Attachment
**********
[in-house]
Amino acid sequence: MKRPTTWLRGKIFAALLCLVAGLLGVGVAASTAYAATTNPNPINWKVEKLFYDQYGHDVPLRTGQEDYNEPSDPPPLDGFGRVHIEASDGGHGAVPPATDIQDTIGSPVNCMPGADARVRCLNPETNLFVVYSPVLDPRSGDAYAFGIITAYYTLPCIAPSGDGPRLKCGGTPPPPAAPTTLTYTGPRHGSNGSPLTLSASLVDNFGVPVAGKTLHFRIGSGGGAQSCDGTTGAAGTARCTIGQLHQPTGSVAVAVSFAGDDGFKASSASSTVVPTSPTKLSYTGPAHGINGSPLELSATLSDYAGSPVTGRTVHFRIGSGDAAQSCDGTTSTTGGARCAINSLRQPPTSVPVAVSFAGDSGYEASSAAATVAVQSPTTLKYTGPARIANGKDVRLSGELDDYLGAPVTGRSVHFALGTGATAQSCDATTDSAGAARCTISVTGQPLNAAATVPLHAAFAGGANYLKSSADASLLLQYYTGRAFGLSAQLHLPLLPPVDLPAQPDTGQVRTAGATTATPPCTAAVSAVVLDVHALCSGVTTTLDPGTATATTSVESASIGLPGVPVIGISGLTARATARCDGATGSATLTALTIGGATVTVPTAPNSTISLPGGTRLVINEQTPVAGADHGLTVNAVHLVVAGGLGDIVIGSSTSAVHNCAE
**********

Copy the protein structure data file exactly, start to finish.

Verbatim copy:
[in-house]
Amino acid sequence: MKRPTTWLRGKIFAALLCLVAGLLGVGVAASTAYAATTNPNPINWKVEKLFYDQYGHDVPLRTGQEDYNEPSDPPPLDGFGRVHIEASDGGHGAVPPATDIQDTIGSPVNCMPGADARVRCLNPETNLFVVYSPVLDPRSGDAYAFGIITAYYTLPCIAPSGDGPRLKCGGTPPPPAAPTTLTYTGPRHGSNGSPLTLSASLVDNFGVPVAGKTLHFRIGSGGGAQSCDGTTGAAGTARCTIGQLHQPTGSVAVAVSFAGDDGFKASSASSTVVPTSPTKLSYTGPAHGINGSPLELSATLSDYAGSPVTGRTVHFRIGSGDAAQSCDGTTSTTGGARCAINSLRQPPTSVPVAVSFAGDSGYEASSAAATVAVQSPTTLKYTGPARIANGKDVRLSGELDDYLGAPVTGRSVHFALGTGATAQSCDATTDSAGAARCTISVTGQPLNAAATVPLHAAFAGGANYLKSSADASLLLQYYTGRAFGLSAQLHLPLLPPVDLPAQPDTGQVRTAGATTATPPCTAAVSAVVLDVHALCSGVTTTLDPGTATATTSVESASIGLPGVPVIGISGLTARATARCDGATGSATLTALTIGGATVTVPTAPNSTISLPGGTRLVINEQTPVAGADHGLTVNAVHLVVAGGLGDIVIGSSTSAVHNCAE